Sure he was great, but don’t forget that Ginger Rogers did everything he did – backwards and in high heels.

40 Kelly seen live in the morning : RIPA

When Kelly Ripa secured the co-host spot on morning television with Regis Philbin, she was still acting in “All My Children” in a role she had been playing for over ten years. After a year of holding down two jobs, she eventually gave up the acting gig. Ripa has acted as spokeswoman for several brands over the years, including Electrolux and Rykä.

46 Martial arts level : DAN

The “dan” ranking system is used in several Japanese and Korean martial arts. The dan ranking indicates a level of proficiency, and often only applies to practitioners who have already earned a black belt.

47 Damsel : MAIDEN

A damsel is a young woman, and often a lady of noble birth. The term “damsel” came into English from the Old French “dameisele”, which had the same meaning. The modern French term is “demoiselle”, which in turn is related to the term of address “mademoiselle”.

49 Battle site where Davy Crockett died : ALAMO

The famous Alamo in San Antonio, Texas was originally known as Mission San Antonio de Valero. The mission was founded in 1718 and was the first mission established in the city. The Battle of the Alamo took place in 1836, a thirteen-day siege by the Mexican Army led by President General Antonio Lopez de Santa Anna. Only two people defending the Alamo Mission survived the onslaught. One month later, the Texian army got its revenge by attacking and defeating the Mexican Army in the Battle of San Jacinto. During the surprise attack on Santa Anna’s camp, many of the Texian soldiers were heard to cry “Remember the Alamo!”.

The pioneer Davy Crockett is often referred to as “King of the Wild Frontier”. Crockett was from East Tennessee. After serving in the local militia he entered politics and represented his state in the US House of Representatives from 1827 to 1831. He disapproved of many of the policies of President Andrew Jackson, which led to his defeat in the 1834 election for the House. The defeat prompted Crockett to leave Tennessee for Texas. Famously, he died there in 1836 at the Battle of the Alamo.

51 Singer Dylan has fun in the snow? : BOB SLEDS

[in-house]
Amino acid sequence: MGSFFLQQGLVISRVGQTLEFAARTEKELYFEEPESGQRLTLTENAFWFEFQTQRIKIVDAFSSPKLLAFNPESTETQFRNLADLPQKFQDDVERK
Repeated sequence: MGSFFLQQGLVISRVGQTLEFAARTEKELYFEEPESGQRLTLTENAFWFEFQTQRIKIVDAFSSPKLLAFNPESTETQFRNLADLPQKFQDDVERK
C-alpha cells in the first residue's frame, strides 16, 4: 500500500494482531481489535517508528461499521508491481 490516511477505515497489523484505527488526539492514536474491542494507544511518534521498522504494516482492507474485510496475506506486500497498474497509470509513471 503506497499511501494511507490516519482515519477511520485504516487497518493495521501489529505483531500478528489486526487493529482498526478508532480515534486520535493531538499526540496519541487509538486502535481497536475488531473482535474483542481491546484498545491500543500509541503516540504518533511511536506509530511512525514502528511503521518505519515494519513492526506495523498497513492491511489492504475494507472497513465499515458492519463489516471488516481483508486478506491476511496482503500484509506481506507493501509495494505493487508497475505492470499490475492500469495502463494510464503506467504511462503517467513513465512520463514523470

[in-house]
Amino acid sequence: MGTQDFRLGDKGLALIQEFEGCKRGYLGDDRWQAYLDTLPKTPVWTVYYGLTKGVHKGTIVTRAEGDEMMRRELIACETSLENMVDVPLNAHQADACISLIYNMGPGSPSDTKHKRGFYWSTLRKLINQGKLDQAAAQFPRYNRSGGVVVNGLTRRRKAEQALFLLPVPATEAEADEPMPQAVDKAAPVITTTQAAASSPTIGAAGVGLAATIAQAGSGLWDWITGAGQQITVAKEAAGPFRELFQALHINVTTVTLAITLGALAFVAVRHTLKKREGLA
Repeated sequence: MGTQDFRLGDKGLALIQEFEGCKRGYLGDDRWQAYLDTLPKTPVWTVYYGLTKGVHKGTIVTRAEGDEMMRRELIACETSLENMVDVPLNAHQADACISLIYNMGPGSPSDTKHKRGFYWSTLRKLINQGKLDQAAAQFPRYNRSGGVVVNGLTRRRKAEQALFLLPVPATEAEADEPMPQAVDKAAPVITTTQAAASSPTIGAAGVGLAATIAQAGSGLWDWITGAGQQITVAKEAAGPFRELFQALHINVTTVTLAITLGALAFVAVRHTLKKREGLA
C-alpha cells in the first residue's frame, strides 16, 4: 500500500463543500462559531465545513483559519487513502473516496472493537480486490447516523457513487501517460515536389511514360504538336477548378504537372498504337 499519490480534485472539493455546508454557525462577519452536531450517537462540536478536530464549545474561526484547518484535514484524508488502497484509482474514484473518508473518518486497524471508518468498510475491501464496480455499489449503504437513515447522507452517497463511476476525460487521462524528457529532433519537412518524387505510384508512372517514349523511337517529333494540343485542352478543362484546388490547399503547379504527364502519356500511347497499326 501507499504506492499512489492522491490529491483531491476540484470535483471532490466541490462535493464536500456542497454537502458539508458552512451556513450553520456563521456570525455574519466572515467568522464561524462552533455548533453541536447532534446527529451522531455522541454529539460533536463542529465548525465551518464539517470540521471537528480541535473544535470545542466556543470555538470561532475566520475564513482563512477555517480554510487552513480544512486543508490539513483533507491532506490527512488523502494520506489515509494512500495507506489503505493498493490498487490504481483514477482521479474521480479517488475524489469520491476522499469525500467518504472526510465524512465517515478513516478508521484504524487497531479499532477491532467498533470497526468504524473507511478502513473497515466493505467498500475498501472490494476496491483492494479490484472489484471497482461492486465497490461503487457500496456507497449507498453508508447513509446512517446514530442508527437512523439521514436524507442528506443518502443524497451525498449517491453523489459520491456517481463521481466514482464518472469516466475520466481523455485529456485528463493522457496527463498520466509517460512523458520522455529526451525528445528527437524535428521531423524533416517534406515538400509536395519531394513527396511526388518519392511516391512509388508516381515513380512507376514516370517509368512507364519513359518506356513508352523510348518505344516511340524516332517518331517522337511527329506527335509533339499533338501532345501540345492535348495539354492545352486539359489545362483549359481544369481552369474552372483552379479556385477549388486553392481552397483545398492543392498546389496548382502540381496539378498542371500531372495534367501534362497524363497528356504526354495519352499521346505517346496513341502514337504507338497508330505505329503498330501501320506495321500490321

The birth name of singer Bob Dylan was Robert Zimmerman. Zimmerman changed his name to “Dylan” partly because he was influenced by the poetry of Welsh poet Dylan Thomas.

57 Businessman Gates gets out of the poker game? : BILL FOLDS

Bill Gates is the former CEO of Microsoft, a company that he co-founded with Paul Allen. Gates has been listed as the wealthiest man in the world on several occasions over the past two decades. He now works full-time as co-chair of the Bill & Melinda Gates Foundation, alongside his wife Melinda. The Gates’ foundation is the largest transparently-operated charitable foundation in the world.

59 Zola who wrote “J’Accuse …!” : EMILE

The most famous work by French writer Émile Zola is his 1898 open letter “J’Accuse!” written to French president Félix Faure. The letter was published on the front page of a leading Paris newspaper, and accused the government of anti-Semitism in its handling of the trial of Captain Alfred Dreyfus. Dreyfus was a Jewish military officer in the French army, falsely accused and convicted of spying for Germany. Even after the error was discovered, the government refused to back down and let Dreyfus rot away on Devil’s Island rather than admit to the mistake. It wasn’t until 1906, 12 years after the wrongful conviction, that Dreyfus was freed and reinstated, largely due to the advocacy of Emile Zola.

63 Printer powder : TONER

The key features of a laser printer (or copier) are that it uses plain paper and produces quality text at high speed. Laser printers work by projecting a laser image of the printed page onto a rotating drum that is coated with photoconductors (material that becomes conductive when exposed to light). The areas of the drum exposed to the laser carry a different charge than the unexposed areas. Dry ink (toner) sticks to the exposed areas due to electrostatic charge. The toner is then transferred to paper by contact and is fused into the paper by the application of heat. So, that explains why paper coming out of a laser printer is warm, and sometimes powdery.

64 “___ of the d’Urbervilles” : TESS

In Thomas Hardy’s novel “Tess of the d’Urbervilles”, the heroine and title character is Tess Durbeyfield. Her father is an uneducated peasant and when he hears that his name is a corruption of the noble name of “D’Urberville”, the news goes to his head.

66 Watermelon throwaways : SEEDS

The watermelon that we find in the grocery store is actually a berry produced by the flowering, vine-like watermelon plant. Seedless watermelons were developed by Japanese scientists in 1939, and now seedless varieties account for over 80% of watermelon sales in the US.

Down

1 Rhinoplasty, informally : NOSE JOB

A nose job is more correctly called rhinoplasty. The term comes from the Greek combining form “rhino-” meaning “nose”, and “plastos” meaning “act of forming”.

2 Mollusk with an iridescent inner shell : ABALONE

The large edible sea snails that we call abalone are called ormer in Britain and Ireland, and are served as “awabi” at a sushi bar. The abalone shell resembles a human ear, giving rise to the alternative names “ear shell” and “sea ear”.

Nacre, also known as mother-of-pearl, is the strong iridescent material laid down by some mollusks on the inside of their shells, and it’s also what makes up pearls. The creature lays down nacre as a defensive mechanism, protecting the soft tissue of its body from the rough surface of the outer shell. Similarly, it uses nacre to encapsulate harmful debris or a parasite that penetrates the shell, and that’s how a pearl is formed. Cultured pearls are made by inserting a tissue graft from a donor oyster, around which the nacre is laid down.